What Does It Mean for a Car to Be Totaled?

When a car is “totaled,” the cost to repair the car exceeds its current value. In other words, the car is so damaged that it’s not worth fixing. Typically, insurance companies will declare a car totaled if the cost to repair it is 75-80% or more of its current value.

If your car is totaled, your insurance company will pay you the current value of the car (minus your deductible). This can create a difficult financial situation if you still owe money on your car loan, as the insurance payout may not cover the remaining balance.

What Steps Should You Take if Your Car Is Totaled?

If your car is totaled, the first thing you should do is notify your insurance company. They will send an adjuster to assess the damage and determine whether the car can be repaired or if it’s a total loss. Once your insurance company has determined that your car is totaled, they will provide you with a payout based on the car’s current value.

When your insurance company declares your car as “totaled,” they are essentially saying that the cost to repair your car exceeds its actual cash value (ACV). The ACV is determined by factors such as the car’s age, mileage, and condition, as well as any recent repairs or upgrades.

It’s important to note that the ACV may not necessarily be the same as what you paid for the car. For example, if you bought a new car and were in an accident a few months later, the ACV may be less than what you paid due to depreciation.

If you still owe money on your car loan, it’s important to let your insurance company know. They will typically pay the car’s value directly to your lender, and if there’s any money left over, they will give it to you.

If you don’t agree with your insurance company’s assessment of your car’s value, you have the right to dispute it. You can provide evidence such as receipts for recent repairs or maintenance, as well as similar car listings in your area to show that your car is worth more than what the insurance company is offering. An experienced personal injury attorney can also help you with this process and negotiate with the insurance company on your behalf.

If you decide to keep your totaled car, you’ll need to get a salvage title from your state’s Department of Motor Vehicles (DMV). This will allow you to legally own the car, but it will also impact its resale value in the future.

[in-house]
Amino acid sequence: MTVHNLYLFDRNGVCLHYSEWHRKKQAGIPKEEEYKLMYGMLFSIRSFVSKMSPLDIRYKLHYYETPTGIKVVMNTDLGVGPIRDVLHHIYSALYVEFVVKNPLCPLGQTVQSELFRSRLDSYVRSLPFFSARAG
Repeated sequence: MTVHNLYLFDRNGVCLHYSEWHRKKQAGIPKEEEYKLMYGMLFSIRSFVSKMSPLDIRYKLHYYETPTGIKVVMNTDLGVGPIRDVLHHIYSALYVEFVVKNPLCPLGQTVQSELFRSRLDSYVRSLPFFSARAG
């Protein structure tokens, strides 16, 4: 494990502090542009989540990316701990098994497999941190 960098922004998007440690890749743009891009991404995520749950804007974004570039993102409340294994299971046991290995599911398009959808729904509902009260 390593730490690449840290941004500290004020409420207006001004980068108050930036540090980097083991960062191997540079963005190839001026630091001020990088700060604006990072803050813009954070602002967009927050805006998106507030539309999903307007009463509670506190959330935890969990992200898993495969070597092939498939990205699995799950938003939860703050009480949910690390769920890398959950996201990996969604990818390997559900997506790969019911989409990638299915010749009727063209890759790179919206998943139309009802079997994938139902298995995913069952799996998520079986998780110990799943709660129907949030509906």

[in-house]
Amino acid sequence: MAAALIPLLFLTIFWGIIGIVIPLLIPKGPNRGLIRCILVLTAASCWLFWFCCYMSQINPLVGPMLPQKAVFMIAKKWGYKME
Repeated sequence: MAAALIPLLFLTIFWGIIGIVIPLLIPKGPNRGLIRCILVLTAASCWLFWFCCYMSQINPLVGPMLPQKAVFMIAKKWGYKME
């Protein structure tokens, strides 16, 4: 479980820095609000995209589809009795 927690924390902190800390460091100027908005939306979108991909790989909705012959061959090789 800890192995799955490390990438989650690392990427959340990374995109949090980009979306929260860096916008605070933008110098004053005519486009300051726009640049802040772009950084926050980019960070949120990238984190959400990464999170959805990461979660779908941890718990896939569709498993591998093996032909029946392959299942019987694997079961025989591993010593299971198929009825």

Who Pays for a Rental if My Car Has Been Totaled?

If your car has been totaled in an accident and you need a rental car while your claim is being processed, the at-fault driver’s insurance company is typically responsible for paying the cost of the rental.

However, if you have rental car coverage as part of your own insurance policy, your insurance company may also be able to cover the cost of the rental. The specific terms of your policy will dictate whether rental car coverage is included and what the limits are.

It’s important to keep in mind that the insurance company may only cover the cost of a rental car for a limited amount of time, such as 30 days. You’ll need to work with the insurance company to determine the specific terms of your rental car coverage and to make arrangements for getting a rental car.

What Other Costs Might I Incur if My Car Is Totaled?

If your car has been totaled, there may be other expenses that you incur in addition to the cost of a rental car. Some of these expenses may include:

  • Towing and storage fees: If your car is not drivable after the accident, it may need to be towed and stored until the insurance company can assess the damage. You may be responsible for these fees, depending on the terms of your insurance policy.
  • Medical expenses: If you or your passengers were injured in the accident, you may incur medical expenses such as hospital bills, doctor’s fees, and physical therapy costs. Depending on the circumstances of the accident, the at-fault driver’s insurance company may be responsible for paying these expenses.
  • Deductible: If you have a deductible on your insurance policy, you’ll need to pay that amount before the insurance company will cover the rest of the costs associated with the accident.
  • Loss of use: If you’re unable to use your car for an extended period of time while your claim is being processed, you may be able to claim loss of use damages from the at-fault driver’s insurance company. This can cover the cost of alternative transportation such as taxis or rideshare services.
  • Diminished value: If your car is repaired after the accident, it may have a lower resale value than it did before the accident. You may be able to claim diminished value damages from the at-fault driver’s insurance company to compensate for this loss.

It’s important to keep accurate records of any expenses you incur as a result of the accident, including receipts and invoices. This will make it easier to claim these expenses from the insurance company and ensure that you receive the compensation you deserve. An experienced personal injury lawyer can also help you navigate the process and ensure that your rights are protected.

Having your car totaled can be a stressful and overwhelming experience. However, by understanding what it means and what steps you should take, you can make the process a little easier. If you have any questions about your car accident or your insurance coverage, it’s always a good idea to consult with a professional lawyer for car wreck claims. They can help guide you through the process and ensure that you get the compensation you deserve. Call Hejazi Law Group at (949) 749-7402 for a consultation today!